عنوان مقاله [English]
نویسندگان [English]چکیده [English]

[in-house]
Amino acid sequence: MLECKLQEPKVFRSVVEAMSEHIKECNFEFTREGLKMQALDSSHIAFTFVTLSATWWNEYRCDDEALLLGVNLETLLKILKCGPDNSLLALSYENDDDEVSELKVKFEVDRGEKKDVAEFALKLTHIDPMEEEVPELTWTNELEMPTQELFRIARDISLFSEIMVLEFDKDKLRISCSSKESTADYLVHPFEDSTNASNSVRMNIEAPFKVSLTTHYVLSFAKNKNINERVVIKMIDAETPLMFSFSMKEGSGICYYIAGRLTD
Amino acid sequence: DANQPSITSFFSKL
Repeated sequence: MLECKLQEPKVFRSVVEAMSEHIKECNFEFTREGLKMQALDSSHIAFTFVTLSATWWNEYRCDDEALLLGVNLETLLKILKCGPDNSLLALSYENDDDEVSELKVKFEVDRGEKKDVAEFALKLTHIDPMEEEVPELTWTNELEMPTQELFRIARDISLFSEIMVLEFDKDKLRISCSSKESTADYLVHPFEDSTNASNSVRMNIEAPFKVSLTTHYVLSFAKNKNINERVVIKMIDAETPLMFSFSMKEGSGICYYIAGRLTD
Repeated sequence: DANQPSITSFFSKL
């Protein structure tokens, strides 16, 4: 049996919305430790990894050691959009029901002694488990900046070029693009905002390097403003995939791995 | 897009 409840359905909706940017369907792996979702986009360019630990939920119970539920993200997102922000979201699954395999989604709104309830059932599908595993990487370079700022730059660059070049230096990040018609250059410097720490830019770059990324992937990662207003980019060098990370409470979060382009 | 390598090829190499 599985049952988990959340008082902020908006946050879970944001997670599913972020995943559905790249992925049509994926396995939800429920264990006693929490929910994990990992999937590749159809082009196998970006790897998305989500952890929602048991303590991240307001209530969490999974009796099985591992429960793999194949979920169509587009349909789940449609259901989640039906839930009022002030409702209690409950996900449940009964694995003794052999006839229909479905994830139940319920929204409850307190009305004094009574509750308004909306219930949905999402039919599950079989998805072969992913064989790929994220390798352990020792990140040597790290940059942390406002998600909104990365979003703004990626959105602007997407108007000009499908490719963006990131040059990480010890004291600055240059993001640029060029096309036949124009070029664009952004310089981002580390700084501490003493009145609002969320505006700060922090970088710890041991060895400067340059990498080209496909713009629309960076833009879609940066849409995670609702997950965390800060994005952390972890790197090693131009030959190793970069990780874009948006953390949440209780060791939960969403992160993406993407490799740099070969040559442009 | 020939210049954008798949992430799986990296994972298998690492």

The region of northwestern Iran is exceptional within the Arabian-Eurasian continental collision zone. The tectonics is dominated by the NW-SE striking right-lateral North Tabriz Fault (NTF) and regional seismicity (historical and modern one) concentrates[u1]Â . The NTFis a major seismogenic fault in NW Iran. The last damaging earthquakes on this fault occurred in 1721, rupturing the southeastern fault segment, and in 1780, rupturing the northwestern one. The understanding of the seismic behavior of this fault is critical for assessing the hazard in Tabriz, one of the major cities of Iran; the city suffered major damage in both the 1721 and 1780 events. The north of the NTF seismicity is rare, and almost nothing has been revealed about activity of the structures until now. Â Â Â On 11th of August 2012, the region was surprisingly struck by a shallow Mw 6.5 earthquake with a pure right-lateral strike-slip character only about 50 km to the north of the NTF. An east-west striking surface rupture of about 20 km length was observed in the field by Geological Survey of Iran. Only 11 minutes later and about 6 km further to NW, a second shallow event with Mw 6.2 occurred. It showed an NE-SW oriented oblique thrust mechanism. This earthquake sequence provided an opportunity to understand better the processes of active deformations and their causes in NW Iran. Â Â Â Ground-motion relations describing the expected amplitudes of this motion as functions of the magnitude and distance are key components of seismic hazard analyses. Ground-motion (attenuation) relations are used to estimate strong ground motion for many engineering and seismological applications. Where strong motion recordings are abundant, these relations are developed empirically from strong-motion recordings. Where recordings are limited, they are often developed from seismological models using stochastic and theoretical methods. Â Â Â The stochastic model is a widely-used tool to simulate acceleration time series and develop ground motion relations (Hanks and McGuire, 1981; Boore, 1983; Boore and Atkinson, 1987; Atkinson and Boore, 1995 and 1997; Atkinson and Silva, 1997 and 2000). The stochastic method begins with the specification of the Fourier spectrum of the ground motion as a function of magnitude and distance. The acceleration spectrum is modeled by a spectrum with Ï2 shape, where Ï is the angular frequency (Aki, 1967; Brune, 1970; Boore 1983). Finite fault modeling has been an important tool for the prediction of ground motion near the epicenters of large earthquakes (Hartzel, 1978; Irikura, 1983; Joyner and Boore, 1986; Heaton and Hartzel, 1986; Somerville et al., 1991; Tumarkin and Archuleta, 1994; Zeng et al., 1994; Beresnev and Atkinson, 1998a). One of the most useful methods to simulate ground motion for a large earthquake is based on the simulation of some small earthquakes as subfaults that comprise a big fault. A large fault is divided into N subfaults, and each subfault is considered as a small point source (introduced by Hartzel, 1978). Â Â Â In this study, the first region-specific ground motion relations were developed for seismic hazard analysis of NW Iran. The attenuation relation for the horizontal acceleration response spectrum in a period of 0-4 s, with a magnitude range of Mw=5 to 7.7 and distances up to 150 km were established. We used 51 waveforms recorded on a rock site in the NW Iran. Due to the paucity of the data at small distances and large magnitudes, we applied the stochastic method to simulate waveforms for different magnitudes and distances. To overcome the incompleteness of the data set, we simulated 1240 acceleration time series for magnitudes from M5.0 to M7.7 and magnitude steps of 0.2 units for the North Tabriz fault and M5.0 to 6.7 and magnitude steps of 0.5 units for the Ahar fault. The relations were derived by a maximum likelihood regression algorithm from Joyner and Boore (1993) on a set of 1240 simulated strong-motion records and 51 observed ground motions recorded on the rock site in this region. The theoretical-empirical ground motion relation for NW Iran was compared to the ground motion relations for the other regions and had a good agreement with them especially with Akkar and Bommer relations for Europe, the Mediterranean Region and the Middle East. The present results will be useful in estimating strong ground motion parameters and in the earthquake resistant designs in this region.